In the face of the fourth industrial revolution, the settling of disruptive technologies and the non-stoppable pace of digitalisation it is timely to question the role that regional mechanisms/institutions play as enablers and governance instances of these technological developments. This is not only because of the economic and welfare benefits arising from them but also for the need to address the tensions and dilemmas they pose to traditional economic systems, patterns of production and labour.
Aware of this context and the challenges it presents, the PA recently launched a roadmap for its Digital Agenda focusing on four main pillars: (i) digital economy; (ii) digital connectivity; (iii) digital governments; (iv) digital ecosystems. The PA proposes an ambitious goal towards the creation of a regional digital market. The PA members commit themselves to the development of an internationalisation strategy for their IT industries and digital entrepreneurs. The content and scope of this strategy on a regional level is yet to be defined.
The exploratory roadmap in the area of digital connectivity cooperation also prescribes actions for the effective transition to IPv6 (ultimate generation internet protocol). These include technical advice from Internet Society and LACNIC (Latin American Network Information Centre) towards making the transition possible for the public sector of the PA members. It also provides for actions aiming at reducing international roaming rates with a view to make them equivalent to local rates. Works on this front aim to include efforts to strengthen the infrastructure at the regional and sub-regional level. PA members commit to looking for ways to develop the necessary infrastructure for establishing IXPs (internet exchange points) within the region to allow for regional interconnections. These investments are required to reduce final users’ costs and improve transmission speeds. Efforts in the digital connectivity realm also involve looking at ways to establish new high-speed access networks to promote the digital economy.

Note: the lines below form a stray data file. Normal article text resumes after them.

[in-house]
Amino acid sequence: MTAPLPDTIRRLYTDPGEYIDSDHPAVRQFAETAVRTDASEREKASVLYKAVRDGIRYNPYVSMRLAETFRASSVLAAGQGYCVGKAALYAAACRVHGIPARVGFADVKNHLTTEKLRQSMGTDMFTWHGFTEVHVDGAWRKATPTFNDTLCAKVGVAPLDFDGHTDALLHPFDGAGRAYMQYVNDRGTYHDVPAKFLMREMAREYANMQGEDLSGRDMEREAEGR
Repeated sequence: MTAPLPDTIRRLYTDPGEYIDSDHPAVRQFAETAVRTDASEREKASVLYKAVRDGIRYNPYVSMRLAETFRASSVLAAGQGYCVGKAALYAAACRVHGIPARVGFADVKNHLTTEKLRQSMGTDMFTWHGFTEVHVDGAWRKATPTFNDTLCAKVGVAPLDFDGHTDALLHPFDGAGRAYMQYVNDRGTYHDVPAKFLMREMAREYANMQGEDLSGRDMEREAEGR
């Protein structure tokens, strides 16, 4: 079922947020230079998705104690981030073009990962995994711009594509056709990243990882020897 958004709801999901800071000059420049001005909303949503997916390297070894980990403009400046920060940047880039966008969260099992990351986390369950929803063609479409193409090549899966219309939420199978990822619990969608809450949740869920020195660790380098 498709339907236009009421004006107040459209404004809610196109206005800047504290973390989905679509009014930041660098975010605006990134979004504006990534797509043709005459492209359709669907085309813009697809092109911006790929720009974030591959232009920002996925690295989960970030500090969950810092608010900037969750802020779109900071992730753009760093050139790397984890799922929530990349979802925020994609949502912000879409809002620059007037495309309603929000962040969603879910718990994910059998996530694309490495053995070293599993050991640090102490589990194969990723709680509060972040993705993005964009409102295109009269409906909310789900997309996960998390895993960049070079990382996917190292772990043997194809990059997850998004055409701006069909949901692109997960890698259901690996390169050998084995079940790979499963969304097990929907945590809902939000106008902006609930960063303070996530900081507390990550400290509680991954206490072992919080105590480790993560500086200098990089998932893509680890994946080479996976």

Regarding digital government, the PA focuses its works on open data, improving public services to citizens and businesses, and promoting the use of shared services. Actions in this front refer to technical cooperation between PA members and the exchange of experiences and practices.
The digital ecosystem pillar provides for the promotion of (national) policies on security and consumer information privacy, as well as cooperation among the CERTS (computer emergency response teams)/CIRTS (computer incident response teams) to enhance national strategies on digital security. PA parties commit to developing a strategy to facilitate coordination among regional network information centres (NICs) that ultimately could achieve common policies for the management of domain names.
“At the moment the type of actions proposed in this roadmap are modest and refer primarily to the exchange of information and best practices, regional workshops, development of technical cooperation and technical studies. Hopefully, the results of this exploratory roadmap will create a more precise and more robust path as to what policies could and want to be achieved on a regional scale. With no doubt, the digital agenda should be at the forefront of the 2030 vision that the PA is discussing at the moment.”